Preparing for CHARTER FLIGHTS:
We are now interviewing charter companies to determine the most reliable with the best aircraft, most direct routes, optimal number of passengers with social distancing, and lowest cost estimate.

  • Charter flights cannot fly into Shanghai or Beijing as their landing slots are limited to commercial aircraft under the Five Ones Policy. Commercial flights to Beijing, have been diverted to other cities depending on landing slots. We must follow the guidance provided. One of the major airports for charter flights from the US is Tianjin. From the UK it is Chengdu, Xi’an or Tianjin. We may not know which airport can be the destination until a charter agreement is signed.

  • Now we work through the red tape of permissions for charter flights, landing time slots, quarantine hotel space in the arrival city, China approved COVID test providers for the test before departure, and hotel accommodations at departure points for staff who are scattered all across the US and UK.

  • As an example of the magnitude of the problem, there are 1011 teachers just from Beijing and Shanghai, not including dependents, scattered across 66 countries waiting to travel to China.

  • Under normal conditions we could bring back teachers first and dependents at some later point. However, in the final permission to reenter/enter (the PU letter of invitation), dependents are linked together with the teacher(s) and must travel together or reapply again later.

Quarantine and Isolation:

  • Minimally, all passengers arriving in China are required to spend 14 days in a designated quarantine hotel upon arrival in port of entry.

  • After arrival quarantine, if teachers move on to another city where their school is located, there may be a further shorter period of isolation.

  • Tentative timeframe: Adding the known quarantine periods to a calendar and what we can surmise might be the first realistic landing time slot on a charter, we can project when arriving teachers can begin work on campus.

Draft timeframe is dependent upon charter flight availability, landing slots and quarantine space:

Sept 10-14:  Finalize flight options to US and UK

Sept 17-21:  Communications with schools about charter offers, solicit

Sept 27-30:  Possible US Flight departure

Sept 30 or Oct 1:  Possible arrival in China (from US)

Oct 13 or 14:  End of 14-day Quarantine in China

Oct 14 or 15:  Fly on to final destination

Oct 19 or 20:  End of 5-day isolation in living quarters (if required)

Oct 21:  First teaching day

Cost Estimates for Charter Flights
This past week a team of veteran Heads and Business Managers has been vetting charter companies to determine the best three offers. The estimates for most aircraft that fly to China and return to their base empty, has increased dramatically to between US$ 600,000 to US$800,000 per flight depending on size/type of aircraft, departure city/country, point of arrival, and number of passengers that reserve space with the total charter cost divided by the number of seats available. Depending on the above factors, the possible cost per person at this time ranges between US$ 3000 and US$ 5000. When we know the final details about charter flights, such as the departure point, type of aircraft available, the number of seats available and the cost per passenger, we will ask if you are interested in participating in a charter flight and send a passenger listing for you to complete.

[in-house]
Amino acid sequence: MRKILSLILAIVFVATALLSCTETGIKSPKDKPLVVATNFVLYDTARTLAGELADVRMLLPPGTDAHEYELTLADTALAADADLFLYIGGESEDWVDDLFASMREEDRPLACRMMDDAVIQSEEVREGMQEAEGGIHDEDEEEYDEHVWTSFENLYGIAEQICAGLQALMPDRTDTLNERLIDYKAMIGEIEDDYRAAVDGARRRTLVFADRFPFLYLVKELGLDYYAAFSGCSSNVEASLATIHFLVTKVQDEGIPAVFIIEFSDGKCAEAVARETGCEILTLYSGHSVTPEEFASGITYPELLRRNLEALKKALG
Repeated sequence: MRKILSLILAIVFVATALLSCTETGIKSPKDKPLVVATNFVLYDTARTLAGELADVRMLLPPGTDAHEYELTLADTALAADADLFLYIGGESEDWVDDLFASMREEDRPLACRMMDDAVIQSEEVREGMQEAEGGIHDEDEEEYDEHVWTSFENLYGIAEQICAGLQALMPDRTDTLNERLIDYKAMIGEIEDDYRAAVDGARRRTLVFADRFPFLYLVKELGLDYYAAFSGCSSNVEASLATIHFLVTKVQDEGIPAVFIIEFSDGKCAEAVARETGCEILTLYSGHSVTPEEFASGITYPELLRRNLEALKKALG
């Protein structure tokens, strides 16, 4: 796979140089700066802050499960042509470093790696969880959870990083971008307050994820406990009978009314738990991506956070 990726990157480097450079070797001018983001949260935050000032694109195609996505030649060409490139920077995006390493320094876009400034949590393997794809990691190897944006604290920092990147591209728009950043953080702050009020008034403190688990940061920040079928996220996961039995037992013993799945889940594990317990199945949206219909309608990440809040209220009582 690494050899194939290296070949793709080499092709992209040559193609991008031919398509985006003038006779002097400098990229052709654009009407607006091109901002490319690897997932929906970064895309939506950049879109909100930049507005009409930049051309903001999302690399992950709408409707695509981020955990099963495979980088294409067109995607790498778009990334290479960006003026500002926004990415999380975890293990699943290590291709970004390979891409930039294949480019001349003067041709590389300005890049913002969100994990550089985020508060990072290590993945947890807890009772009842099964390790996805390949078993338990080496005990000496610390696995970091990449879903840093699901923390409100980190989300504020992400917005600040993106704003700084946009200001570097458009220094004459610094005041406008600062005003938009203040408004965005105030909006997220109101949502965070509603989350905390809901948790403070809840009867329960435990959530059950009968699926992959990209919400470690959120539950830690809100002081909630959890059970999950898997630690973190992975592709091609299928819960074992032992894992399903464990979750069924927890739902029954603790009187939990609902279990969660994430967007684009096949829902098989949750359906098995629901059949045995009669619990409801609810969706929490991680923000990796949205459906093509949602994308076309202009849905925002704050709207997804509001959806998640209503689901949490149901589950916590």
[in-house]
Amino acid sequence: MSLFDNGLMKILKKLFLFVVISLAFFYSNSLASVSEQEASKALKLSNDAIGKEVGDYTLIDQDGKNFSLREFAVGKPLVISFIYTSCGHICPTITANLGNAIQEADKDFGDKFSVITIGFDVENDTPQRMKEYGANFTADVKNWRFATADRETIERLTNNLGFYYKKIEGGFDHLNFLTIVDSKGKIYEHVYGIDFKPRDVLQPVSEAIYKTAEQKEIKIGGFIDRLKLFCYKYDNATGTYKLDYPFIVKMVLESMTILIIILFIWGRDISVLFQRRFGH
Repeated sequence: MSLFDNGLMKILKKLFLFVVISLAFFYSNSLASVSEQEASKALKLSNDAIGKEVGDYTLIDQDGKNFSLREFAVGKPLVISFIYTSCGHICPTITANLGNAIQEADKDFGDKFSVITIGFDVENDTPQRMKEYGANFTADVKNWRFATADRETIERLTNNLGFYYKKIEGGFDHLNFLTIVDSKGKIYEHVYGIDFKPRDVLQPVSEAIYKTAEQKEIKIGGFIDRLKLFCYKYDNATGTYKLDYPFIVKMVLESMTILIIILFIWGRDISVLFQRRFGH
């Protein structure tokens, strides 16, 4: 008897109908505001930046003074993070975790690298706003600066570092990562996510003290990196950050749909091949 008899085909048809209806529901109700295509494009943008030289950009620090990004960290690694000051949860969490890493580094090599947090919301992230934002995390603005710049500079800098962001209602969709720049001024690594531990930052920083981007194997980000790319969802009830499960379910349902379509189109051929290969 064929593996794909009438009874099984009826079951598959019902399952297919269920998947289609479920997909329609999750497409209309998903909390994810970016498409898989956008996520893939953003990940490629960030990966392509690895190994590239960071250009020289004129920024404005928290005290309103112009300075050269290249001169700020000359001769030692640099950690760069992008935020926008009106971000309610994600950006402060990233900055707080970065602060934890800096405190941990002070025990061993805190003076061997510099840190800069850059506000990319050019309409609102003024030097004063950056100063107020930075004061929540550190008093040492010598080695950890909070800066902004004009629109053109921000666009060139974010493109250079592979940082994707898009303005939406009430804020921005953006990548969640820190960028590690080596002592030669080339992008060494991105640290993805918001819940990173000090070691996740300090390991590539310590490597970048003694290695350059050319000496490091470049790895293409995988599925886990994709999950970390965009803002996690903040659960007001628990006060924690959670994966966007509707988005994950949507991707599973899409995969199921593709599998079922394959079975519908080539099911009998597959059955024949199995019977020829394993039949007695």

WHAT TO DO NOW

  1. If you wish to apply for a charter flight, first confer with your Business Manager about the cost estimates so he/she is informed and can be prepared to make a payment with short notice and within a short timeframe so the flights can be contracted. To be prepared, it is best to estimate on the high side. US$ 5000 x number of passengers. Also be aware that there will be other costs per person to reimburse teachers such as expedited COVID test, connecting flights to departure points, additional hotel stays, meals, and higher visa costs. Final passengers can only be those who submitted the PU letter to the Chinese Embassy in their home country, have obtained an official visa and have received a QR Code to verify a negative test result 5 days before departure.

  2. Please bear with us a while longer as we move through these complexities and different procedures between China and two other countries.

  3. Even with our sense of desperation with visas and travel, it commonly takes 4-6 weeks to arrange a charter flight and additional time to obtain required permissions and a landing slot. With nothing available in August, we are looking at mid- September charters from the US and UK at the earliest. This is also due to the need for enough visas to be issued in any country to guarantee a full charter flight. Our desire is to allot some seating to as many members as possible on each flight, but there are political needs to take into account such as priority for teachers in the city that grants landing rights and numbers of dependents that make this complicated.

  4. To bring in as many teachers as possible on the first two flights, on the list you will provide us, we advise you to give priority to leaders, single teachers and most vital positions.

We hope this explanation provides insights into the need, the complexities, the timeframe and the plan. Meanwhile, we are moving ahead to try to contract the first two flights, one from the US and one from the UK and are examining other possible flights and commercial options available.

On behalf of the ACAMIS Board,

Tom Ulmet